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We would like to thank the hospitals which are part of this collaboration, for supporting this Project. Especifically for this analysis, we thank the hospitals: Hospital Bruno Born; Hospital das Clínicas da UFMG; Hospital de Clínicas de Porto Alegre; Hospital Eduardo de Menezes; Hospital João XXIII; Hospital Julia Kubitschek; Hospital Metropolitano Dr. Célio de Castro; Hospital Nossa Senhora da Conceição; Hospital Regional Antônio Dias; Hospital Risoleta Tolentino Neves; Hospital Unimed-BH. We also thank all the clinical staff at those hospitals, who cared for the patients, and all undergraduate students who helped with data collection.


This study was supported in part by Minas Gerais State Agency for Research and Development (Fundação de Amparo à Pesquisa do Estado de Minas Gerais—FAPEMIG) [Grant Number APQ-00208-20], National Institute of Science and Technology for Health Technology Assessment (Instituto de Avaliação de Tecnologias em Saúde—IATS)/National Council for Scientific and Technological Development (Conselho Nacional de Desenvolvimento Científico e Tecnológico—CNPq) [Grant Number 465518/2014-1], and CAPES Foundation (Coordenação de Aperfeiçoamento de Pessoal de Nível Superior) [Grant Number 88887.507149/2020-00].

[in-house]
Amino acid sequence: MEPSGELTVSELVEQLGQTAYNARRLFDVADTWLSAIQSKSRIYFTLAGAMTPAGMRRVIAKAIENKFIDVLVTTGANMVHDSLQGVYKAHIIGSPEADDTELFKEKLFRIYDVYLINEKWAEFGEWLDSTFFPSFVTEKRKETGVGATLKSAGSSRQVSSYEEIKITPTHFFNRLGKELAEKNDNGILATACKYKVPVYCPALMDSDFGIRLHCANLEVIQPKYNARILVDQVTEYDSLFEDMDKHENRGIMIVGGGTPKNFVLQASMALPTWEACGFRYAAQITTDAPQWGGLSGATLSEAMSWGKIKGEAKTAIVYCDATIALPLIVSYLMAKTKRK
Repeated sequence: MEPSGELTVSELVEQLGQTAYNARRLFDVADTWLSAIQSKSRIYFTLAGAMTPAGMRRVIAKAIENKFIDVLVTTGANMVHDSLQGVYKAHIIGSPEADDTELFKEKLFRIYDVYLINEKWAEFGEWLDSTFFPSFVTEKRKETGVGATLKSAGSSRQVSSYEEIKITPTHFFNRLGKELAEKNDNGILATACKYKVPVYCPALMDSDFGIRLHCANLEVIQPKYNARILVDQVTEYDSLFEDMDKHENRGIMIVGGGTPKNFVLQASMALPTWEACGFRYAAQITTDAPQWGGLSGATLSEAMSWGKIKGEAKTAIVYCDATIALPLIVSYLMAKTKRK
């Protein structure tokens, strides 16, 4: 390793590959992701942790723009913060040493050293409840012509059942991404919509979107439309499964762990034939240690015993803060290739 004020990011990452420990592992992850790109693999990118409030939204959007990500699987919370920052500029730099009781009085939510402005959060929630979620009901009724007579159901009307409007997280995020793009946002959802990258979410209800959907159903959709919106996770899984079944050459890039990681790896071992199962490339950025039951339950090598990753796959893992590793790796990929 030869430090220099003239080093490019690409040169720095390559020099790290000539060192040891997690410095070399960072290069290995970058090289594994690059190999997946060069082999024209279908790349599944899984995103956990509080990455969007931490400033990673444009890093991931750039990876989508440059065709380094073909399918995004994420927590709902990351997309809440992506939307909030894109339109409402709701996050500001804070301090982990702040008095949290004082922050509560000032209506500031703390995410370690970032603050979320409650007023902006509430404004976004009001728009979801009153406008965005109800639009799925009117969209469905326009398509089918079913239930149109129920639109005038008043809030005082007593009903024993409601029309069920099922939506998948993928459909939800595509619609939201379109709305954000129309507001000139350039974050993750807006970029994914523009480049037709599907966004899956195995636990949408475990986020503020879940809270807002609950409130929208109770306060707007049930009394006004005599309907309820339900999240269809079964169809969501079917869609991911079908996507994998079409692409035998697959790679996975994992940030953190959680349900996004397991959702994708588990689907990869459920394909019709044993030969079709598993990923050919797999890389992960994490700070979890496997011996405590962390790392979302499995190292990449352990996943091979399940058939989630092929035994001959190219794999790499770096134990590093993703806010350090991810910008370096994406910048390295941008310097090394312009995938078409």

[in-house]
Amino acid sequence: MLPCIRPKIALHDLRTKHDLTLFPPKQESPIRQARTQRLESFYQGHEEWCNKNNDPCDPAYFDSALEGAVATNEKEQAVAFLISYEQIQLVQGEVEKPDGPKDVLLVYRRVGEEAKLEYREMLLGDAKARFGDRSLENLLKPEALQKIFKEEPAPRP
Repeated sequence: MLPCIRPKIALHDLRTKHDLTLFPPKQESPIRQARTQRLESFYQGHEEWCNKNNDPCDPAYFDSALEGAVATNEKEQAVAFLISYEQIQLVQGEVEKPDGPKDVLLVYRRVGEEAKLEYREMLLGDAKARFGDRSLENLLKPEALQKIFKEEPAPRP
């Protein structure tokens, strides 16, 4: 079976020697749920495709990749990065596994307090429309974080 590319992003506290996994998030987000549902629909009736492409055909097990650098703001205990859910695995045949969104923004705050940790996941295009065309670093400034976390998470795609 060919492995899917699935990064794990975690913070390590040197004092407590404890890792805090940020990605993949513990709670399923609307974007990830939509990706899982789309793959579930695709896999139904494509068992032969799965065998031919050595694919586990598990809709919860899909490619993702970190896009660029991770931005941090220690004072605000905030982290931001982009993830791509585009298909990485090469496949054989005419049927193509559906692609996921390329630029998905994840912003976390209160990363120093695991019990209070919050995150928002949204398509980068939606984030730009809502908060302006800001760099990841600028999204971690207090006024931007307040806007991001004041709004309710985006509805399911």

Author information




Substantial contributions to the conception or design of the work: M.S.M., I.M., I.J.R.O., M.C.P. and M.C.P.N. Substantial contributions to the acquisition, analysis, or interpretation of data for the work: I.M., M.S.M., L.M.O., M.C.P., R.T.S., M.H.C.G., I.J.R.O., L.S.M., R.L.R.C., A.G.S.N., A.N.R.M.B., A.N.B.A.S., A.A.C.M., B.L.F., C.A.C., F.D.A.R., F.A., F.A.B., G.F.N., H.D., H.C.G., J.C.A., L.B.M., L.B.Z., L.F.A., L.K., L.C.C., L.E.A.S., M.A.S.C., M.A.P.F., N.C.S.S., N.R.O., P.L.A., S.J.T.S.L., V.B.S., V.R.B.C., Y.C.R.F.A.B.M., R.M. and M.C.P.N. Drafted the work: I.M., M.S.M., M.C.P. and M.C.P.N. Revised the manuscript critically for important intellectual content: all authors. Final approval of the version to be published: all authors. Drafted the work: I.M., M.S.M., M.C.P. and M.C.P.N. Revised the manuscript critically for important intellectual content: all authors. Final approval of the version to be published: all authors. Agreement to be accountable for all aspects of the work in ensuring that questions related to the accuracy or integrity of any part of the work are appropriately investigated and resolved: M.S.M. and M.C.P.

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Correspondence to Milena Soriano Marcolino.

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Molina, I., Marcolino, M.S., Pires, M.C. et al. Chagas disease and SARS-CoV-2 coinfection does not lead to worse in-hospital outcomes. Sci Rep 11, 20289 (2021).